Extracurricular activities and programs transition to remote learning


Provided by Anvitha Tummala (12)

Director of Roleplays Anika Muddu (10) teaches how to prepare for and present a roleplay at DECA Launch. “The conference experience was mainly something that we might be missing out [on] because the preparation for DECA can be done over Zoom or you can Facetime, but the in-conference experience is something that I don’t think we’ll get to convey to the freshmen this year,” Harker DECA CEO Lisa Barooah said. Everyone who’s ever done DECA can tell you the conferences are the most fun part.”

by Isha Moorjani, Winged Post Asst. News Editor

With the 2020-21 school year beginning remotely, both students and faculty are experiencing the changes that come with having extracurricular activities online. Many of these extracurriculars relied on in-person interaction and activities, yet each one has thought of unique ways to provide members with similar experiences.


Normally, DECA hosts DECA Launch on the Upper School campus over a period of two days before the start of school, and they also attend four conferences throughout the year. This year, Launch was held online, featuring activities such as an Innovation Challenge and a Roleplay Tournament, two aspects from the original launch that were able to transition online. Another activity was the scavenger hunt, which became a way for students to bond and get to know each other, despite being on Zoom. 

“We transitioned [the scavenger hunt] into a scavenger hunt bonding activity … One of the activities was ‘Make an origami butterfly’ and another one was ‘Have one of the people in your group pitch a household item for thirty seconds,” Lisa Barooah (12), one of the DECA CEOs, said. 

Another key aspect of DECA is the conferences. The national DECA organization has not yet provided any information on all conferences this year, but Harker DECA is making conference plans for the first semester as if they will be held virtually. According to the DECA conferences page, the Western Region Leadership Conference will be held virtually from November 9 to November 13 of 2020, and the Ultimate DECA Power Trip will be held virtually from November 13 to November 15 of 2020. 

“The conference experience was mainly something that we might be missing out [on] because the preparation for DECA can be done over Zoom or you can Facetime, but the in-conference experience is something that I don’t think we’ll get to convey to the freshmen this year,” Lisa said. Everyone who’s ever done DECA can tell you the conferences are the most fun part.”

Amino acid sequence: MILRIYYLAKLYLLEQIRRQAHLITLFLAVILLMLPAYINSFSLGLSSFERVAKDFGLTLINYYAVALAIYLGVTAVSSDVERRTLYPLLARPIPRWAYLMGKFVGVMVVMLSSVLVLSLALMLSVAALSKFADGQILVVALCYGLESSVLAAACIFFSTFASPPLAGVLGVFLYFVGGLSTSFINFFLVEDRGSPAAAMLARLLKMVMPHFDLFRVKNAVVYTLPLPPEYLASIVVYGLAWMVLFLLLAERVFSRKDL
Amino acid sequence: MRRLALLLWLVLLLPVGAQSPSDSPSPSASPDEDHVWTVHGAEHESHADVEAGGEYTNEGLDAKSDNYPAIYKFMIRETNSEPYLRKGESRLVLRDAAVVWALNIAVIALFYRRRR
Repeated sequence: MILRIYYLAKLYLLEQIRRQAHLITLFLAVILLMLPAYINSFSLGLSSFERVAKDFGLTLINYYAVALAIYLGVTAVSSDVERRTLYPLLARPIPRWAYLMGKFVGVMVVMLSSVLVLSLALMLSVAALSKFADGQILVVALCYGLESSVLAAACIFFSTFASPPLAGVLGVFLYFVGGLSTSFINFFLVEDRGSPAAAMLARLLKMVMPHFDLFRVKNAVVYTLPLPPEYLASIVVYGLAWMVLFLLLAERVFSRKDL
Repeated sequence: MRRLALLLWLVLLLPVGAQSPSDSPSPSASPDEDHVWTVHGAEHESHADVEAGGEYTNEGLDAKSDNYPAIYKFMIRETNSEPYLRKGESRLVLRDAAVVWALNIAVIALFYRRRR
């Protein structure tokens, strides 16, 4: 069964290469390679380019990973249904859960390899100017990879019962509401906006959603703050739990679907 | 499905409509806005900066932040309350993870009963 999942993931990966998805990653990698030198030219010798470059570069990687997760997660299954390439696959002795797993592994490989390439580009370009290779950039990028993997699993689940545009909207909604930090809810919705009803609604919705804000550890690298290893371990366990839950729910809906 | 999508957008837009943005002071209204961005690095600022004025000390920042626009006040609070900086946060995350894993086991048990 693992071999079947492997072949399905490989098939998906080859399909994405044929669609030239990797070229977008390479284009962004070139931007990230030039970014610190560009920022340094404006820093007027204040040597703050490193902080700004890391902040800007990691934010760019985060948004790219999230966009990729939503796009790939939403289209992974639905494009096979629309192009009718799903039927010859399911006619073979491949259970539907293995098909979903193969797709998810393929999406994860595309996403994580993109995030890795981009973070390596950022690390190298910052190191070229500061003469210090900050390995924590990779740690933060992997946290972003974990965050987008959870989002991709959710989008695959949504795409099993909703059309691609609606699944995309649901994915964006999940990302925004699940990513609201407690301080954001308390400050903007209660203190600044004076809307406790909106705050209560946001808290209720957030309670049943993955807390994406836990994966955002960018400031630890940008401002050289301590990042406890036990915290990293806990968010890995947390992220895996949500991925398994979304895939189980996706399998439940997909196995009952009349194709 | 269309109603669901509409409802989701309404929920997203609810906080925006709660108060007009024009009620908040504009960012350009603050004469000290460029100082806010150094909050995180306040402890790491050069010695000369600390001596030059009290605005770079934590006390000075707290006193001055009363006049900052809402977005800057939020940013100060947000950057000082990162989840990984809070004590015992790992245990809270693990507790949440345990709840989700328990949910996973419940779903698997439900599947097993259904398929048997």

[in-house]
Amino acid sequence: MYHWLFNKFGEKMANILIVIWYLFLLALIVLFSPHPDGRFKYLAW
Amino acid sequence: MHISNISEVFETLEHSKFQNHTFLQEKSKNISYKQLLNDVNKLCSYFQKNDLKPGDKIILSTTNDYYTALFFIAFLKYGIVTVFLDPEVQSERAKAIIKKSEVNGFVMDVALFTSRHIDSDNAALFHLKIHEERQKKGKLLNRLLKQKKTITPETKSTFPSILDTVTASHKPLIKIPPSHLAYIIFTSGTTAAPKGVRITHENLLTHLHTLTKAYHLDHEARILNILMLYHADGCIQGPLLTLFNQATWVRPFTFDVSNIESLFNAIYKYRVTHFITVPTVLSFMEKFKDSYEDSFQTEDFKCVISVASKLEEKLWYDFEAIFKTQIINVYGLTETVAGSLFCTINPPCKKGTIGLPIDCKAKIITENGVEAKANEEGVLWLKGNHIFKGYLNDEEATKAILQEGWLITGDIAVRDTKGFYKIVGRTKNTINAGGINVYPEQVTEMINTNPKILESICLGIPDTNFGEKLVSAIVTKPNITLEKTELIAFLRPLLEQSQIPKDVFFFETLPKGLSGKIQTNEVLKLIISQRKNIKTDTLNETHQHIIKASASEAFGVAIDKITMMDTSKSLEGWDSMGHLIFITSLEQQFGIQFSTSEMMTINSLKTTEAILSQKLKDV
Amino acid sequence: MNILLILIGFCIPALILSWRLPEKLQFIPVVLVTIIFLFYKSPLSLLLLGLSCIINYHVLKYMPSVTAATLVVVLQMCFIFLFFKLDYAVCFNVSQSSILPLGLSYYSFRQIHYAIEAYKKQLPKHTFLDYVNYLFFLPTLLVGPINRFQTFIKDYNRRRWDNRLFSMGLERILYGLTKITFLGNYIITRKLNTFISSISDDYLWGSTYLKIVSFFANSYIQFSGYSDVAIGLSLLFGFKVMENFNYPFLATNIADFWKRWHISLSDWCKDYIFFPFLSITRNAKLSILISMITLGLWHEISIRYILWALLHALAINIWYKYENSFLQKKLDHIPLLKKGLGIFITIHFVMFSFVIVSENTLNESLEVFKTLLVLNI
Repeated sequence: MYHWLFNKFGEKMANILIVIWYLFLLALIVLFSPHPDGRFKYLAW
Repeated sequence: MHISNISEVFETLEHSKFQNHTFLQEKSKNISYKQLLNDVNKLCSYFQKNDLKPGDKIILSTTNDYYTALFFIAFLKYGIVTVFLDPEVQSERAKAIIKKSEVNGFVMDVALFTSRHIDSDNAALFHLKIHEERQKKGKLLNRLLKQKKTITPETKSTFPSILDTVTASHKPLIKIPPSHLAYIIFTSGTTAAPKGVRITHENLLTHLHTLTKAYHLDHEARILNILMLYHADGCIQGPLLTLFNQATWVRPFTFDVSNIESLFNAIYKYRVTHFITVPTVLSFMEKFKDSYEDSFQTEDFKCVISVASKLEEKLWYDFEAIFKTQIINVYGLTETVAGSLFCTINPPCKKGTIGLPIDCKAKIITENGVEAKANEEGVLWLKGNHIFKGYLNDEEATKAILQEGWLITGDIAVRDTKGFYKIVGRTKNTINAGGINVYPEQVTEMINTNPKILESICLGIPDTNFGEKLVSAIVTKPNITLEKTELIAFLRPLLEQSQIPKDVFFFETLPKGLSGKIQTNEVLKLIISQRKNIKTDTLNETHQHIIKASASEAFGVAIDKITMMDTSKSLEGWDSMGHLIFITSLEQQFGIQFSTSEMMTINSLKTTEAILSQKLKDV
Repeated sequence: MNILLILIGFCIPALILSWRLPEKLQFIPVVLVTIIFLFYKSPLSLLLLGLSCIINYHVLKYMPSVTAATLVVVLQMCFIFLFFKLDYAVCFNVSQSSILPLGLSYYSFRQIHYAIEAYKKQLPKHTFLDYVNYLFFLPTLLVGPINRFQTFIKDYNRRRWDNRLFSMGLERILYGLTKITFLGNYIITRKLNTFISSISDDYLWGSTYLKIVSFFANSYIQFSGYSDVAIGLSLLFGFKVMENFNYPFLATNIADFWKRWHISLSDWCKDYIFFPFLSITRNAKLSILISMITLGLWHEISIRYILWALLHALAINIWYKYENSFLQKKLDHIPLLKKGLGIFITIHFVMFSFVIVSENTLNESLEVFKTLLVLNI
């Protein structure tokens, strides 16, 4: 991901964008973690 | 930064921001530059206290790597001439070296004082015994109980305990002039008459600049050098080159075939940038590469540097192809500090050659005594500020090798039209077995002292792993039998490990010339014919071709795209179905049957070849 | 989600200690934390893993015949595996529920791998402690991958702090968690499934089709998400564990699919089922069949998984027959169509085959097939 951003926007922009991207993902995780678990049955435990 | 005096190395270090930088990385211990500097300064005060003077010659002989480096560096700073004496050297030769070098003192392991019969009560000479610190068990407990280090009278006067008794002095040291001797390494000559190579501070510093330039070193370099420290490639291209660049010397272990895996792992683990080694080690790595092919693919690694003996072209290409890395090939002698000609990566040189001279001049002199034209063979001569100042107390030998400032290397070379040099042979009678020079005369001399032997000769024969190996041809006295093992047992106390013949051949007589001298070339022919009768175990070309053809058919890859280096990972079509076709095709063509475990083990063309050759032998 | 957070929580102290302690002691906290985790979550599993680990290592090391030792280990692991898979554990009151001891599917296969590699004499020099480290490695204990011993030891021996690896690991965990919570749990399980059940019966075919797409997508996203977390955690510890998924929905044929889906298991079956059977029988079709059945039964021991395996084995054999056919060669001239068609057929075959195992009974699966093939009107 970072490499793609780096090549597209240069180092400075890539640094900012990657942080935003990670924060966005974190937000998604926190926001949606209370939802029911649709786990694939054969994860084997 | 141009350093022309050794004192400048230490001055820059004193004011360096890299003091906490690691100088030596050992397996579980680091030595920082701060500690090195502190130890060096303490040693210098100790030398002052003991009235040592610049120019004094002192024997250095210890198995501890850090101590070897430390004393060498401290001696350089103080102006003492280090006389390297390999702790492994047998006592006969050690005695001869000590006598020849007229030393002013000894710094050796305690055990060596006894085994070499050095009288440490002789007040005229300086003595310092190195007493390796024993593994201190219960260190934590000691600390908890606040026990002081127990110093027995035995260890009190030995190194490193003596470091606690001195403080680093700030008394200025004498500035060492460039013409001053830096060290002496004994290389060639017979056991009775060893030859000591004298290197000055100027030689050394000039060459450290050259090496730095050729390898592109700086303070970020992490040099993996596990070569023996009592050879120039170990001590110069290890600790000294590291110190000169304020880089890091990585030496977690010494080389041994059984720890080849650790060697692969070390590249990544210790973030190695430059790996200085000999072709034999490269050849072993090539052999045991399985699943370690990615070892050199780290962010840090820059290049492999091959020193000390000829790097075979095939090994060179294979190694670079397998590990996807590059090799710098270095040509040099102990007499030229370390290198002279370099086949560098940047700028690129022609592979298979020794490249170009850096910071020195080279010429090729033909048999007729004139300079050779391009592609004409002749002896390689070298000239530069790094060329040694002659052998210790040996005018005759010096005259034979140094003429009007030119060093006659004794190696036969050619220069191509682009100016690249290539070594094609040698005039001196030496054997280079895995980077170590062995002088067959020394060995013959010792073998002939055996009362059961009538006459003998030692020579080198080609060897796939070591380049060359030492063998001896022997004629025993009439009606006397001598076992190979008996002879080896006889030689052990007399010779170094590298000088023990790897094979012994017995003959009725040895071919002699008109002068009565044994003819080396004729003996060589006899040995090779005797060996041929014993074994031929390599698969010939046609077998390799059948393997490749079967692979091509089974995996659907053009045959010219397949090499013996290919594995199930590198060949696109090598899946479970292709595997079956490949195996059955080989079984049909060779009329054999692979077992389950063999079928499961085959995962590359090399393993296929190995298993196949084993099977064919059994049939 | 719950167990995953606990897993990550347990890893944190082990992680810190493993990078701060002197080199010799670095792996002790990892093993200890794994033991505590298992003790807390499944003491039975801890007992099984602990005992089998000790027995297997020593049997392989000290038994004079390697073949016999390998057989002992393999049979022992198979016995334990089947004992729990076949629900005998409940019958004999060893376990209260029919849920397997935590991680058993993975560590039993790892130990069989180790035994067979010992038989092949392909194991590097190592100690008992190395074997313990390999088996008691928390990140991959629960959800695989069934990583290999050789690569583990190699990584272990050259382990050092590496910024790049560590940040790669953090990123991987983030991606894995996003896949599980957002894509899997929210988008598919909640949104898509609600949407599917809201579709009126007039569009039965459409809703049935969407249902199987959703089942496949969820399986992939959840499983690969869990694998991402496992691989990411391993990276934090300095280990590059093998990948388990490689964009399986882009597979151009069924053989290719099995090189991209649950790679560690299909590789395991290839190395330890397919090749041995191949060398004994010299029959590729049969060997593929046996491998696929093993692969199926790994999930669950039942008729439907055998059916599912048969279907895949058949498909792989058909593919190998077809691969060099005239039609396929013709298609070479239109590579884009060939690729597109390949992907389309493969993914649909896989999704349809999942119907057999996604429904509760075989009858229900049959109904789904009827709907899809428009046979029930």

Community Service:

From volunteering at a museum to helping convert books into audio files, providing blind people with a chance to read, there are various opportunities to volunteer virtually this year. Even though community service is not required this year, many students have chosen to continue their involvement, both in-person and virtually. 

“I’m super excited to see that a lot of people are still doing community service even though this year, the hours have been waived due to COVID-19. It hasn’t slowed people down one bit,” Director of Upper School Community Service Kerry Enzensperger said. “That shows that the Harker community really cares, and community service isn’t just about getting hours for graduation.” 

While the experience is not the same, Enzensperger recognizes the benefits of virtual volunteering. 

“There is value being in-person at a volunteer site because you connect with people and the environment and animals and whatever you’re volunteering with when you’re there in-person, but it’s nice that there are still opportunities, ” Enzensperger said.  “Yes, things have changed, but I think people are still making positive strides in the right direction to continue wanting to do community service and help others.”

Speech and Debate:

Before remote learning, speech and debate involved traveling around the country for tournaments. Almost all of the tournaments will be held virtually this year, but the travel experience is gone, and bonding with students has become more difficult. 

“Sometimes, you don’t have to say anything to anyone to understand that they understand you,” upper school Speech and Debate teacher Scott Odekirk said. “If you’ve been sitting in a big giant classroom with a bunch of your teammates at the Berkeley tournament, waiting to see if a pairing comes out, you can just be together and understand that you’re sharing an experience with people, [and] that is lost.”

Even though significant aspects have changed, the Speech and Debate program has found ways to use online learning as an advantage.